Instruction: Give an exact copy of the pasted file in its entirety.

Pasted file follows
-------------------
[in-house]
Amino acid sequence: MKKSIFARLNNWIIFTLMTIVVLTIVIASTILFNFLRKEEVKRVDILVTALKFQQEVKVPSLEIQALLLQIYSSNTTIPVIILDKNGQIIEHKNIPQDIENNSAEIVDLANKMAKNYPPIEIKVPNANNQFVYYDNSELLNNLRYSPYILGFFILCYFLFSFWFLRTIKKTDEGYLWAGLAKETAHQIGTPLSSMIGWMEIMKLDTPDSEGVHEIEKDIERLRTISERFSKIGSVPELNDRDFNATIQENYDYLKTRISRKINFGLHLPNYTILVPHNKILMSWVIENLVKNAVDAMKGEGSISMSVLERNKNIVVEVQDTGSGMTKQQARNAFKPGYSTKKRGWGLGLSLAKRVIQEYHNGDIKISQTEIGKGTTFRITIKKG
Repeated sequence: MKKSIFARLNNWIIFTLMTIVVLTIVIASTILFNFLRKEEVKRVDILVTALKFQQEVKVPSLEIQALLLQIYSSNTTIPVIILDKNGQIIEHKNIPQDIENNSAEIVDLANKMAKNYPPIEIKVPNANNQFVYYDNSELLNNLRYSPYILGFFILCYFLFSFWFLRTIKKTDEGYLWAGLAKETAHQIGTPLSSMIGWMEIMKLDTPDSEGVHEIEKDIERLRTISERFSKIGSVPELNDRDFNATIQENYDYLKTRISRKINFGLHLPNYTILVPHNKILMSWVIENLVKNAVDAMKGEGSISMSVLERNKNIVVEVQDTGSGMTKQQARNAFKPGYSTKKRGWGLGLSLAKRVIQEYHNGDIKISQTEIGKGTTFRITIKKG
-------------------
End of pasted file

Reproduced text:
[in-house]
Amino acid sequence: MKKSIFARLNNWIIFTLMTIVVLTIVIASTILFNFLRKEEVKRVDILVTALKFQQEVKVPSLEIQALLLQIYSSNTTIPVIILDKNGQIIEHKNIPQDIENNSAEIVDLANKMAKNYPPIEIKVPNANNQFVYYDNSELLNNLRYSPYILGFFILCYFLFSFWFLRTIKKTDEGYLWAGLAKETAHQIGTPLSSMIGWMEIMKLDTPDSEGVHEIEKDIERLRTISERFSKIGSVPELNDRDFNATIQENYDYLKTRISRKINFGLHLPNYTILVPHNKILMSWVIENLVKNAVDAMKGEGSISMSVLERNKNIVVEVQDTGSGMTKQQARNAFKPGYSTKKRGWGLGLSLAKRVIQEYHNGDIKISQTEIGKGTTFRITIKKG
Repeated sequence: MKKSIFARLNNWIIFTLMTIVVLTIVIASTILFNFLRKEEVKRVDILVTALKFQQEVKVPSLEIQALLLQIYSSNTTIPVIILDKNGQIIEHKNIPQDIENNSAEIVDLANKMAKNYPPIEIKVPNANNQFVYYDNSELLNNLRYSPYILGFFILCYFLFSFWFLRTIKKTDEGYLWAGLAKETAHQIGTPLSSMIGWMEIMKLDTPDSEGVHEIEKDIERLRTISERFSKIGSVPELNDRDFNATIQENYDYLKTRISRKINFGLHLPNYTILVPHNKILMSWVIENLVKNAVDAMKGEGSISMSVLERNKNIVVEVQDTGSGMTKQQARNAFKPGYSTKKRGWGLGLSLAKRVIQEYHNGDIKISQTEIGKGTTFRITIKKG